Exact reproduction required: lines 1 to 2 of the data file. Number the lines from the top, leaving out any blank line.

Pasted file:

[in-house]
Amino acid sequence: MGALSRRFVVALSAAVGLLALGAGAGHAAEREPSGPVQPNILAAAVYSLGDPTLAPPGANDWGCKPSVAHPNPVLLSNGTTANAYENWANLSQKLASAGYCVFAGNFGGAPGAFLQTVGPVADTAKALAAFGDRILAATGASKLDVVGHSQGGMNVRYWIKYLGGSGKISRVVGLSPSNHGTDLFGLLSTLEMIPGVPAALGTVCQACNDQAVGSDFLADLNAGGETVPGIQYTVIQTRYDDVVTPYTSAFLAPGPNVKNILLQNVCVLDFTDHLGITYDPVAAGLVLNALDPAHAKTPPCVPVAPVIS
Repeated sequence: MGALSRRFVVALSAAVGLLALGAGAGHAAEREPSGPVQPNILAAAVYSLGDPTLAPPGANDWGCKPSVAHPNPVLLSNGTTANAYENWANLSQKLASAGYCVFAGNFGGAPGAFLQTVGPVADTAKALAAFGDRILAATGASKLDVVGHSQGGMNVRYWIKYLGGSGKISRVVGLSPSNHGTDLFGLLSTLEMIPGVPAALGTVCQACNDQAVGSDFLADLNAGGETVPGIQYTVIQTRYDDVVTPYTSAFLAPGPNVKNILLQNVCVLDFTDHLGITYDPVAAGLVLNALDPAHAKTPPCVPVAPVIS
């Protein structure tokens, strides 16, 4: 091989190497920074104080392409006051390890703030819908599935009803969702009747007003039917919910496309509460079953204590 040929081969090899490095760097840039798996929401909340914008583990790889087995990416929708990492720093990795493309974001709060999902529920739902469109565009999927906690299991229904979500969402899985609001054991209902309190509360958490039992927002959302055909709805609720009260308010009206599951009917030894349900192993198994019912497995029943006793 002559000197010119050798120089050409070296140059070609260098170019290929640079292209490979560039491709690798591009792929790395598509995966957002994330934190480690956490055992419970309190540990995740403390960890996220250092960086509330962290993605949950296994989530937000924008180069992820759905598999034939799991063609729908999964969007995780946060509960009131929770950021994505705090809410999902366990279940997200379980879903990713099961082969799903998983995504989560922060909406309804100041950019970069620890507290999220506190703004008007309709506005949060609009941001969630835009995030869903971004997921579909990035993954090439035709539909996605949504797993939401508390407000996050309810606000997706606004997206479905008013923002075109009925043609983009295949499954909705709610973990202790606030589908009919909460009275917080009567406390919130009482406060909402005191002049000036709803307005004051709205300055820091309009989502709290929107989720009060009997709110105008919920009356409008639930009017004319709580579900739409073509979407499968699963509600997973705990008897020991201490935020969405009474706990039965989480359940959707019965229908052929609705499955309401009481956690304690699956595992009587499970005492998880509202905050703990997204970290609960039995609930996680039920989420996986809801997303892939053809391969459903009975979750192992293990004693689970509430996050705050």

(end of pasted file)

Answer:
[in-house]
Amino acid sequence: MGALSRRFVVALSAAVGLLALGAGAGHAAEREPSGPVQPNILAAAVYSLGDPTLAPPGANDWGCKPSVAHPNPVLLSNGTTANAYENWANLSQKLASAGYCVFAGNFGGAPGAFLQTVGPVADTAKALAAFGDRILAATGASKLDVVGHSQGGMNVRYWIKYLGGSGKISRVVGLSPSNHGTDLFGLLSTLEMIPGVPAALGTVCQACNDQAVGSDFLADLNAGGETVPGIQYTVIQTRYDDVVTPYTSAFLAPGPNVKNILLQNVCVLDFTDHLGITYDPVAAGLVLNALDPAHAKTPPCVPVAPVIS